The Role of the Right Arm in the Golf Downswing

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In Golf Lag and the Compound Pendulum, we saw how power in the golf swing, in the form of club head speed, comes primarily from the correctly timed sequence of movements taking advantage of a simple mechanical phenomenon, the compound pendulum effect.

In this article, we take that discussion further by looking more closely at the role of the right arm in the golf downswing.

Once again, apologies to the lefties out there, but for simplicity these instructions are given for a right-handed golfer.

The right arm is often referred to by golf instructors as the “speed arm”, it has primary responsibility for transferring the energy from your torso through to the golf club, playing a crucial role in the golf swing kinematic sequence.

But the right arm isn’t simply used for energy transfer, it is also a compound pendulum in its own right, thus playing a complex role as a pendulum within a pendulum.

What’s more, the right arm amplifies the power generated by the torso as it transfers that power to the golf club.  The muscles in the arm and chest pulling and straightening the arm during the downswing, building more energy, and then releasing that energy into the golf club at precisely the correct moment for maximum club head speed through impact.

The timing of the movements of the right arm, and the timing of the application of force by the muscles within, and connected to, the right arm during the downswing, are crucial for a great golf swing.

Most amateurs use their upper body far too much and far too early in the golf swing.  This feels powerful, since your arms are connected to the golf club, but it prevents you from benefitting from the compound pendulum effect.  It throws away all of the club head lag that could be used to generate Tour-calibre club head speed if the golfer would only learn to back off and apply power with their right arm much later in the downswing.

If the muscles are fired too early, then the arm will straighten too soon.  This will disrupt the compound pendulum effect, resulting in a significant reduction in the energy that reaches the club head through impact.  It will cause momentum to be “thrown out” into the golf club too early, resulting in “casting” of the club and a dramatic loss of speed and accuracy.  Straightening the right elbow just 0.01 (one hundredth) of a second too early will result in a 10% loss of club head speed at impact.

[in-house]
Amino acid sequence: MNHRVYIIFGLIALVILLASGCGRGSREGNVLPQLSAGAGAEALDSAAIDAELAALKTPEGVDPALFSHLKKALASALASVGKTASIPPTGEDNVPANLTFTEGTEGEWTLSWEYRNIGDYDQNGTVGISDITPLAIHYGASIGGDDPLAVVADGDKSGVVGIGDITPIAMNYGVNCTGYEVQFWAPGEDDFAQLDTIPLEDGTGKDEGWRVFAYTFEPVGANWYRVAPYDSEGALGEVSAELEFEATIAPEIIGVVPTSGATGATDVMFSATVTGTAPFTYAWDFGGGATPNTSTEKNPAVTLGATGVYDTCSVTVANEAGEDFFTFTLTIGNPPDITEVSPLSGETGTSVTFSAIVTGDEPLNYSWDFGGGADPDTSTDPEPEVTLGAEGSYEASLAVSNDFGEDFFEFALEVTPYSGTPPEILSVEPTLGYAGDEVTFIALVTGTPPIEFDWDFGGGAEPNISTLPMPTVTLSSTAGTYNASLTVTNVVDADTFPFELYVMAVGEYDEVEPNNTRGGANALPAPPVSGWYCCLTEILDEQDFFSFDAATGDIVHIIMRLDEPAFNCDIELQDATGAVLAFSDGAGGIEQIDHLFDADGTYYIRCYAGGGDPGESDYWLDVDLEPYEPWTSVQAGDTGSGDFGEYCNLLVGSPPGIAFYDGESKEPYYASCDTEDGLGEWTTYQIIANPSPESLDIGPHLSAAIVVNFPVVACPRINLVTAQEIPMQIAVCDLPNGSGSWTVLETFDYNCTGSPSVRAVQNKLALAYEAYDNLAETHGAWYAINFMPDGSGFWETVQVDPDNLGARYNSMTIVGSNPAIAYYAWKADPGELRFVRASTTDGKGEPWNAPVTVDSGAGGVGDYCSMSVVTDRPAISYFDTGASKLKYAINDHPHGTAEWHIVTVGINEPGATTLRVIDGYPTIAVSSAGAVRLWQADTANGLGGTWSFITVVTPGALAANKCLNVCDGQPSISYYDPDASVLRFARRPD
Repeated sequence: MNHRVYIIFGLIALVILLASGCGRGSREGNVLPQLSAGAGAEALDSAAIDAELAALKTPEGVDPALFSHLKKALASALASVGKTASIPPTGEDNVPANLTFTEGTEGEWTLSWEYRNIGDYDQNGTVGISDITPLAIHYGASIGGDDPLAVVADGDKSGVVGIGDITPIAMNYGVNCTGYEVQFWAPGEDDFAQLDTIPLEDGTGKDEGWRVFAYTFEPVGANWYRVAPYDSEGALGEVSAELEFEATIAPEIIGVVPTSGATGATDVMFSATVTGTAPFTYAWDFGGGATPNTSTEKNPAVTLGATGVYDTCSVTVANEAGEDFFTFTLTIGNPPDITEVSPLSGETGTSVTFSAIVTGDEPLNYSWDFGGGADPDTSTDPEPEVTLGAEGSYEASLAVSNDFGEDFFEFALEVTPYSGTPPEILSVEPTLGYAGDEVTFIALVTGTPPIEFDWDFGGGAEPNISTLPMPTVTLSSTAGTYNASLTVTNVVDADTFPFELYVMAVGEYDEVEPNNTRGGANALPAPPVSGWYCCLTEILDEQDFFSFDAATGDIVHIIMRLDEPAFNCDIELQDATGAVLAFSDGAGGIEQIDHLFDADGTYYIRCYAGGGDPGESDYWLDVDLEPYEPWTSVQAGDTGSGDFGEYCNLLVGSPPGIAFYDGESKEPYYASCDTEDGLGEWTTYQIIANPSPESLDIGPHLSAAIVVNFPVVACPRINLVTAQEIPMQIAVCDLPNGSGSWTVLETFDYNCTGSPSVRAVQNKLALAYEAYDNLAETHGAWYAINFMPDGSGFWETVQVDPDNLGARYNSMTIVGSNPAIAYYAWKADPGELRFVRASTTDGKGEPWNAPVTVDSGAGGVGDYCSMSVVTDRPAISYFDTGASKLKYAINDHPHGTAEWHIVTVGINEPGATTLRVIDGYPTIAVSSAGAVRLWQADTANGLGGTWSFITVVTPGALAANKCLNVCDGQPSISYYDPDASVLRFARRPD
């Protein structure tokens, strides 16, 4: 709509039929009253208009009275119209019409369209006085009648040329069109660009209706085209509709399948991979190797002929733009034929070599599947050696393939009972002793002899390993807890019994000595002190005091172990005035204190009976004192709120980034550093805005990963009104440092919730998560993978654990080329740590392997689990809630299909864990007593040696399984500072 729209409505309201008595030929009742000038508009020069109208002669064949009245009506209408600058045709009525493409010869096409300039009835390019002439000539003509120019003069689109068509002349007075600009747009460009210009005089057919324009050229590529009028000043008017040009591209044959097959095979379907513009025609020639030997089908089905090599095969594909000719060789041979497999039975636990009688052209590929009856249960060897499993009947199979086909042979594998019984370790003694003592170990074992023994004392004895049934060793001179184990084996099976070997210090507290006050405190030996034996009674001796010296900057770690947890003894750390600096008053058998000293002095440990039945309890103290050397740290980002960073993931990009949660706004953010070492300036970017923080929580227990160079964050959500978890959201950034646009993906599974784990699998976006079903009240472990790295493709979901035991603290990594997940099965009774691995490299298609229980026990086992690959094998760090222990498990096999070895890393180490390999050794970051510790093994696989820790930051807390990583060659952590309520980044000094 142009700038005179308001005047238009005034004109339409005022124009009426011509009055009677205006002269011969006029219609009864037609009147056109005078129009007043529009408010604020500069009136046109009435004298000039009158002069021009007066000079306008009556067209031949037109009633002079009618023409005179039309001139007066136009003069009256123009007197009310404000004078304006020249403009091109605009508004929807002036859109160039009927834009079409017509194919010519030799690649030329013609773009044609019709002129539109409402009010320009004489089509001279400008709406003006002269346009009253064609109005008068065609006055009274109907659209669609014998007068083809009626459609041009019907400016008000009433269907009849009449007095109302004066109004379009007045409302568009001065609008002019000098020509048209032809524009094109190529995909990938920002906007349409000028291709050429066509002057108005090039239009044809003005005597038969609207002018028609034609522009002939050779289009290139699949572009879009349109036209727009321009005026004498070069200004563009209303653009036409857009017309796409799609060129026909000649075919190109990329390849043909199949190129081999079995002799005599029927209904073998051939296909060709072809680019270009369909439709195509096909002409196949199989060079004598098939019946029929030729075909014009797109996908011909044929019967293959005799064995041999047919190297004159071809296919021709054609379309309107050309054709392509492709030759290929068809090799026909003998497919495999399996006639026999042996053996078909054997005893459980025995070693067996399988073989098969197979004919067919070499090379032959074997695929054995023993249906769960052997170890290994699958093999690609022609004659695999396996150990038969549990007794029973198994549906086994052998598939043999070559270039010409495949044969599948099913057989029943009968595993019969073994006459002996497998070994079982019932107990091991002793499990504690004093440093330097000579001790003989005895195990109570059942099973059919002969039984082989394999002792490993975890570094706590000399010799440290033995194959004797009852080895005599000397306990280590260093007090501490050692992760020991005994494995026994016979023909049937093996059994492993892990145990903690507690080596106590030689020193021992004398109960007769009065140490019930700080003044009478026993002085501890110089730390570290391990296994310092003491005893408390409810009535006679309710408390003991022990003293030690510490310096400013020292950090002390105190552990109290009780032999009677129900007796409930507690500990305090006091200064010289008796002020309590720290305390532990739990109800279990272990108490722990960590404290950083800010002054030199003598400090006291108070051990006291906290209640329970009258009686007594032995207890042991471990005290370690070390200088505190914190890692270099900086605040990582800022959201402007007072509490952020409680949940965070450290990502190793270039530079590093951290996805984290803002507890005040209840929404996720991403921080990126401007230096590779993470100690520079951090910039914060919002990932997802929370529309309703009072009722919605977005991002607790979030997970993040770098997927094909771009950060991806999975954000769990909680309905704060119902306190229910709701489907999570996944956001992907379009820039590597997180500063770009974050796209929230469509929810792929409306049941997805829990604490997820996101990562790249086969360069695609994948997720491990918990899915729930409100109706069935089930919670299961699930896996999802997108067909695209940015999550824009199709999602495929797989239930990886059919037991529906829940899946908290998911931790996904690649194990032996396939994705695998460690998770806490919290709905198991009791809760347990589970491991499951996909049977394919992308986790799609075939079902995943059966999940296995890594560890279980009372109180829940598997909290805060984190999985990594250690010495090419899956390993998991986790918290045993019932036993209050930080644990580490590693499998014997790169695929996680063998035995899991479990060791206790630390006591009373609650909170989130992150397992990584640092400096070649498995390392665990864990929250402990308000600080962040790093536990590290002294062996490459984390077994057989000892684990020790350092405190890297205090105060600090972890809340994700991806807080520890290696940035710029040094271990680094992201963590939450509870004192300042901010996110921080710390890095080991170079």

Let’s take a look at how the right arm should move in the downswing:

Figure 1 - Tiger Woods right arm downswing sequence

Figure 1.  Tiger Woods’ right arm downswing sequence.

In Figure 1, we can see Tiger Woods’ downswing sequence, both from face on and down the line, in slow motion.  The blue lines and orange dots show the position of his right upper arm and forearm through the downswing.  The red arrows indicate where muscular force is being applied by his pectoral muscles, deltoids, triceps, subscapularis, latissimus dorsi, and teres major, pulling his right arm down and across in front of his chest, and straightening it coming into impact.

The sequence begins at the end of the transition, his hips have already begun to turn towards the target, his weight has shifted over to his left side, and the club has just started to move back towards the ball.

There are a few key characteristics that you should note:

  • The right arm stays bent at the elbow at approximately 90 degrees (the angle is distorted by the perspective of the two views), from the top until very late in the downswing — it doesn’t start to straighten until the hands reach about hip height.